Most of our clients know that EAH is not a veterinary hospital that believes that all vaccines are right for all patients. However, we feel it is vital to vaccinate against various diseases when there is sufficient risk and possible exposure.
Rabies, for example, is required in all domestic dogs and cats – not just by EAH, but is mandated by the State of South Carolina. Rabies is a zoonotic disease, meaning it can be passed from animal to human. Due to its zoonotic standing and the fact that rabies is a fatal disease, state law requires all pets be vaccinated to protect the human population.
Like rabies, Leptospirosis is a disease that is also zoonotic. This bacterial infection and disease isn’t talked about very much in our community, but is a growing health concern for both our canine patients and their human companions. While Leptospirosis is not considered a “core” vaccine by The American Veterinary Medical Association, vaccination is recommended if there is sufficient risk for a patient to become infected, as it is a rare put potentially fatal disease.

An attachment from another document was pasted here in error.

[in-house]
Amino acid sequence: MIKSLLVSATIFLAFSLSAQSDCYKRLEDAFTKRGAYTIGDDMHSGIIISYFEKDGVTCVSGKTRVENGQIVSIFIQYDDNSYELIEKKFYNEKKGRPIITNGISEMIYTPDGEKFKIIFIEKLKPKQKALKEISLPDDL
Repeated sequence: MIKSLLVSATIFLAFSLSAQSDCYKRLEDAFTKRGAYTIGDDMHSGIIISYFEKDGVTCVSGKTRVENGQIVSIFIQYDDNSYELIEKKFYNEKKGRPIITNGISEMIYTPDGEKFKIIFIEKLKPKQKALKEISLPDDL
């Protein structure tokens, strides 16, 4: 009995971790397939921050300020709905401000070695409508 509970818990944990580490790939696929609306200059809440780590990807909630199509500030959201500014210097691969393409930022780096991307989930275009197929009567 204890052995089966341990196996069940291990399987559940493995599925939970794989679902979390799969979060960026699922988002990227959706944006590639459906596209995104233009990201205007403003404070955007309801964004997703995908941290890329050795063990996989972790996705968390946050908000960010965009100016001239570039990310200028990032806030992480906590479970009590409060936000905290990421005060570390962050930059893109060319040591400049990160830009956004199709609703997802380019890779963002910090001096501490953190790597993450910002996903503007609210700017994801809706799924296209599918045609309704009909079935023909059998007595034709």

So let’s learn about Leptospirosis. Like rabies, it is a zoonotic disease. It is mostly found in wet environments, including marshy or muddy areas, areas with stagnant surface water, and areas frequented by wildlife. Infection can occur with a dog or human (children are at particular risk) comes into contact with infected water, soil, mud, while swimming, passing through, or drinking contaminated water, or from coming into contact with an infected animal. Lepto is most commonly spread by an infected animal via contaminated urine, thus making it likely to be present in many natural environments, especially where water is present.
If your pet was to contract leptospirosis, severe liver or kidney disease could be a result, even resulting in death. While not all dogs that are infected with lepto show symptoms, the ones that do require treatment. This usually involves hospitalization, fluid and antibiotic therapy, and supportive care.
So now that you have this information, consider whether vaccinating your dog against leptospirosis is a good idea for you and your family.
Here are some things to consider:
Does your dog:
– Spend time in nature – woods, parks, pastures – where wildlife may visit?
– Go hiking with you and your family?
– Swim in lakes or creeks where water may not always be moving?
– Drink from or splash in puddles of standing water?
If you are concerned your pet may be at risk, please give us a call. We are glad to discuss whether vaccination is the right choice for your pet.
If your pet has been seen at our hospital within a year, no appointment is necessary to be given the lepto vaccine. After the very first vaccine, a booster will be needed three weeks later. After that, the vaccine is only once a year.
Again, please give us a call and our experienced staff will gladly answer any questions you have about leptospirosis and whether vaccination is right for your pet and your family!